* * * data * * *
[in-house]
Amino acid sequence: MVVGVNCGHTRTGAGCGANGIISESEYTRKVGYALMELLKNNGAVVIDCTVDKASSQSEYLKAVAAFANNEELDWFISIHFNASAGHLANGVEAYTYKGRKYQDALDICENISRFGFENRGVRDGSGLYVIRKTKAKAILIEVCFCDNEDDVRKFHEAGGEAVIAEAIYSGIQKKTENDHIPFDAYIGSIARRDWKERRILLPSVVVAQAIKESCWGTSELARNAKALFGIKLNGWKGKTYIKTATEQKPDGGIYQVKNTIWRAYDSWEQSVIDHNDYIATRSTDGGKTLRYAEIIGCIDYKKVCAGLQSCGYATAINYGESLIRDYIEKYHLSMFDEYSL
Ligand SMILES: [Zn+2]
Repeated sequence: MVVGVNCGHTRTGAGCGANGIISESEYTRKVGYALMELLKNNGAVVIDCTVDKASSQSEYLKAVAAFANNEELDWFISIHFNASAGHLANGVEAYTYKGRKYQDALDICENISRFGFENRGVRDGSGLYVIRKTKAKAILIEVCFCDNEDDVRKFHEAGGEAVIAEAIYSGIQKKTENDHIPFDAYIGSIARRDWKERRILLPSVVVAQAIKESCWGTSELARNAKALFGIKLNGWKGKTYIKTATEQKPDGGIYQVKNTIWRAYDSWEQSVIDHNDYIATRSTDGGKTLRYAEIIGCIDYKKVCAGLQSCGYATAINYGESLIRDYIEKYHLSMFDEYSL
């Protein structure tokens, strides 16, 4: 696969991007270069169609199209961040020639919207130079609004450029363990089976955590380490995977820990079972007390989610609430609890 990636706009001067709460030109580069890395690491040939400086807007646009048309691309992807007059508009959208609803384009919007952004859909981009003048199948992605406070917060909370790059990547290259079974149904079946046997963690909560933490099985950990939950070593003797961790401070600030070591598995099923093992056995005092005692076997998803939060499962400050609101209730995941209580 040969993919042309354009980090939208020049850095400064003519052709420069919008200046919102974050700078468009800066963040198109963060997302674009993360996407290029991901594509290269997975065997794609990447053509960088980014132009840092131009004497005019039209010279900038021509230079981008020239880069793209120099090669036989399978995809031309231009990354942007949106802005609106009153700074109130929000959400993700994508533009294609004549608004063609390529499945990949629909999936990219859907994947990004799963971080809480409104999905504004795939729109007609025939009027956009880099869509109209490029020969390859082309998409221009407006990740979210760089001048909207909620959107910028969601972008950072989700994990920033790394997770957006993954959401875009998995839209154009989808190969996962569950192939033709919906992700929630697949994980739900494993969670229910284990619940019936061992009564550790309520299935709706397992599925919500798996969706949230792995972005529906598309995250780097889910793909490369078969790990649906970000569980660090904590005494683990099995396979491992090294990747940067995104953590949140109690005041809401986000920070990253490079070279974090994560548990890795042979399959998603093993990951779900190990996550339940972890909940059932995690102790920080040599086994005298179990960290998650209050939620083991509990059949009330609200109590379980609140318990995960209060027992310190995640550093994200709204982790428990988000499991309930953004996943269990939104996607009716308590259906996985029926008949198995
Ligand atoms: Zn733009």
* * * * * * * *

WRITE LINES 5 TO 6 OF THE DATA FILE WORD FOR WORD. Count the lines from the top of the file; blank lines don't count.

């Protein structure tokens, strides 16, 4: 696969991007270069169609199209961040020639919207130079609004450029363990089976955590380490995977820990079972007390989610609430609890 990636706009001067709460030109580069890395690491040939400086807007646009048309691309992807007059508009959208609803384009919007952004859909981009003048199948992605406070917060909370790059990547290259079974149904079946046997963690909560933490099985950990939950070593003797961790401070600030070591598995099923093992056995005092005692076997998803939060499962400050609101209730995941209580 040969993919042309354009980090939208020049850095400064003519052709420069919008200046919102974050700078468009800066963040198109963060997302674009993360996407290029991901594509290269997975065997794609990447053509960088980014132009840092131009004497005019039209010279900038021509230079981008020239880069793209120099090669036989399978995809031309231009990354942007949106802005609106009153700074109130929000959400993700994508533009294609004549608004063609390529499945990949629909999936990219859907994947990004799963971080809480409104999905504004795939729109007609025939009027956009880099869509109209490029020969390859082309998409221009407006990740979210760089001048909207909620959107910028969601972008950072989700994990920033790394997770957006993954959401875009998995839209154009989808190969996962569950192939033709919906992700929630697949994980739900494993969670229910284990619940019936061992009564550790309520299935709706397992599925919500798996969706949230792995972005529906598309995250780097889910793909490369078969790990649906970000569980660090904590005494683990099995396979491992090294990747940067995104953590949140109690005041809401986000920070990253490079070279974090994560548990890795042979399959998603093993990951779900190990996550339940972890909940059932995690102790920080040599086994005298179990960290998650209050939620083991509990059949009330609200109590379980609140318990995960209060027992310190995640550093994200709204982790428990988000499991309930953004996943269990939104996607009716308590259906996985029926008949198995
Ligand atoms: Zn733009």